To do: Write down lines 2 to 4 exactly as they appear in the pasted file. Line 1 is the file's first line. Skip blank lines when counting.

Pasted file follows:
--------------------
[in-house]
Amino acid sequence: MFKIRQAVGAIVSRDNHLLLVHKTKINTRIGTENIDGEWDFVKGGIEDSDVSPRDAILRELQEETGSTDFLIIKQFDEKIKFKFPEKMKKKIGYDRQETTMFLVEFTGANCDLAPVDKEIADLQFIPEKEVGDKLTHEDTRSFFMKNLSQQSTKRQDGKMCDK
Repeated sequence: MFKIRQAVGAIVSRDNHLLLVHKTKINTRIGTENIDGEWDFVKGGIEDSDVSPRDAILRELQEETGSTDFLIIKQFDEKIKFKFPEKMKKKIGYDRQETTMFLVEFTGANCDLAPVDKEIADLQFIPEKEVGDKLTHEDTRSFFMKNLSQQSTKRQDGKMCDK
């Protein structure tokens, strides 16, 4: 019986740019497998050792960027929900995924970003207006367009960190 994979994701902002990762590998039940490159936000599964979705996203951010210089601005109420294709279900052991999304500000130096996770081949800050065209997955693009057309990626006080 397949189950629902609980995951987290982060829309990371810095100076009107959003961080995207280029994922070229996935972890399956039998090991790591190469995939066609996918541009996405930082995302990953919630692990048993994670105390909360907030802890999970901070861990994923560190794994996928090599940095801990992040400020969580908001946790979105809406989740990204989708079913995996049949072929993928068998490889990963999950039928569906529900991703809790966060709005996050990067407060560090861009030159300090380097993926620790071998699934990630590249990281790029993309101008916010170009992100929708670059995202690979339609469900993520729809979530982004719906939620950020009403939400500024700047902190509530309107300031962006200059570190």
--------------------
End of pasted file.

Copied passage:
Amino acid sequence: MFKIRQAVGAIVSRDNHLLLVHKTKINTRIGTENIDGEWDFVKGGIEDSDVSPRDAILRELQEETGSTDFLIIKQFDEKIKFKFPEKMKKKIGYDRQETTMFLVEFTGANCDLAPVDKEIADLQFIPEKEVGDKLTHEDTRSFFMKNLSQQSTKRQDGKMCDK
Repeated sequence: MFKIRQAVGAIVSRDNHLLLVHKTKINTRIGTENIDGEWDFVKGGIEDSDVSPRDAILRELQEETGSTDFLIIKQFDEKIKFKFPEKMKKKIGYDRQETTMFLVEFTGANCDLAPVDKEIADLQFIPEKEVGDKLTHEDTRSFFMKNLSQQSTKRQDGKMCDK
């Protein structure tokens, strides 16, 4: 019986740019497998050792960027929900995924970003207006367009960190 994979994701902002990762590998039940490159936000599964979705996203951010210089601005109420294709279900052991999304500000130096996770081949800050065209997955693009057309990626006080 397949189950629902609980995951987290982060829309990371810095100076009107959003961080995207280029994922070229996935972890399956039998090991790591190469995939066609996918541009996405930082995302990953919630692990048993994670105390909360907030802890999970901070861990994923560190794994996928090599940095801990992040400020969580908001946790979105809406989740990204989708079913995996049949072929993928068998490889990963999950039928569906529900991703809790966060709005996050990067407060560090861009030159300090380097993926620790071998699934990630590249990281790029993309101008916010170009992100929708670059995202690979339609469900993520729809979530982004719906939620950020009403939400500024700047902190509530309107300031962006200059570190």